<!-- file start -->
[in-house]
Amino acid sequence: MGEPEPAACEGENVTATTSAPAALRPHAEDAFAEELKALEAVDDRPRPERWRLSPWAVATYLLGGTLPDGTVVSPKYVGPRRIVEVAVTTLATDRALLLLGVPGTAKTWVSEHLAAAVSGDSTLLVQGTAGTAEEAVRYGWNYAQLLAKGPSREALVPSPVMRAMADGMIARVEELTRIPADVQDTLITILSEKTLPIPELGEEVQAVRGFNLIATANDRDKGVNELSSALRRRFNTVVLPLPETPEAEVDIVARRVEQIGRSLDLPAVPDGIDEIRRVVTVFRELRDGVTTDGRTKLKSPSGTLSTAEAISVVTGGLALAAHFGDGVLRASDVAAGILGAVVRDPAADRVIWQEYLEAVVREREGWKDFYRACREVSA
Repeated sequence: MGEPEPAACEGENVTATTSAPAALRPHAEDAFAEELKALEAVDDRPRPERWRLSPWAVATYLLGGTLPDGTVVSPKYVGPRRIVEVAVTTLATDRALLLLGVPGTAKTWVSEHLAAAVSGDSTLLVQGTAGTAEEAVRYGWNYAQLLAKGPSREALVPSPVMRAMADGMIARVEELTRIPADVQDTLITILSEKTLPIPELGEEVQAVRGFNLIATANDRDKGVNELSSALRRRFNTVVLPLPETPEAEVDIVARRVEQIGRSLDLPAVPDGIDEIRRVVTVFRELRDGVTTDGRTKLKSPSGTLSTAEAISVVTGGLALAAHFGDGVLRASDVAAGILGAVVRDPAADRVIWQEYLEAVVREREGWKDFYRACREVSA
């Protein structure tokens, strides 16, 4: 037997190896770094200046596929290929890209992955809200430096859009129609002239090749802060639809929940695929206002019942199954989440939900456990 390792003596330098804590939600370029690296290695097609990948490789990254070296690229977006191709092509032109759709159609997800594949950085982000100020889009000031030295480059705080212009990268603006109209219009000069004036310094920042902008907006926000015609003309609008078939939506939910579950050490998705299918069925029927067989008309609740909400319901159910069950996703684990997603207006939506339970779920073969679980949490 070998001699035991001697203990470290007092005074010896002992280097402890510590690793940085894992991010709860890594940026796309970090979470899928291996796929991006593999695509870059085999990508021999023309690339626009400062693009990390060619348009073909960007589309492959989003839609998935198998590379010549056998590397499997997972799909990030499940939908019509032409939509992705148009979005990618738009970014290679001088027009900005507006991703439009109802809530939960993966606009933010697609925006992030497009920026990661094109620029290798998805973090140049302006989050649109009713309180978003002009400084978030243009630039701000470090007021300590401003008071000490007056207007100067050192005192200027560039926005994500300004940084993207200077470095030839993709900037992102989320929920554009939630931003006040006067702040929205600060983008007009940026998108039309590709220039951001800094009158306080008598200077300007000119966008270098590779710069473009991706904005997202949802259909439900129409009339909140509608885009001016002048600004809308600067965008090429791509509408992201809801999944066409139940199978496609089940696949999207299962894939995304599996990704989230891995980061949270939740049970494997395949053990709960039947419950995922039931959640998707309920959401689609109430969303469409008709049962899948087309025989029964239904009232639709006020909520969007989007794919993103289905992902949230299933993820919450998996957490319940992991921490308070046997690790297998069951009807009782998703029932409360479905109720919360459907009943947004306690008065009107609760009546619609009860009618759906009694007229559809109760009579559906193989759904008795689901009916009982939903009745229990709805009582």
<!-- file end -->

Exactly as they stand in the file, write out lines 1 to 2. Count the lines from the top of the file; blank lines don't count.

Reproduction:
[in-house]
Amino acid sequence: MGEPEPAACEGENVTATTSAPAALRPHAEDAFAEELKALEAVDDRPRPERWRLSPWAVATYLLGGTLPDGTVVSPKYVGPRRIVEVAVTTLATDRALLLLGVPGTAKTWVSEHLAAAVSGDSTLLVQGTAGTAEEAVRYGWNYAQLLAKGPSREALVPSPVMRAMADGMIARVEELTRIPADVQDTLITILSEKTLPIPELGEEVQAVRGFNLIATANDRDKGVNELSSALRRRFNTVVLPLPETPEAEVDIVARRVEQIGRSLDLPAVPDGIDEIRRVVTVFRELRDGVTTDGRTKLKSPSGTLSTAEAISVVTGGLALAAHFGDGVLRASDVAAGILGAVVRDPAADRVIWQEYLEAVVREREGWKDFYRACREVSA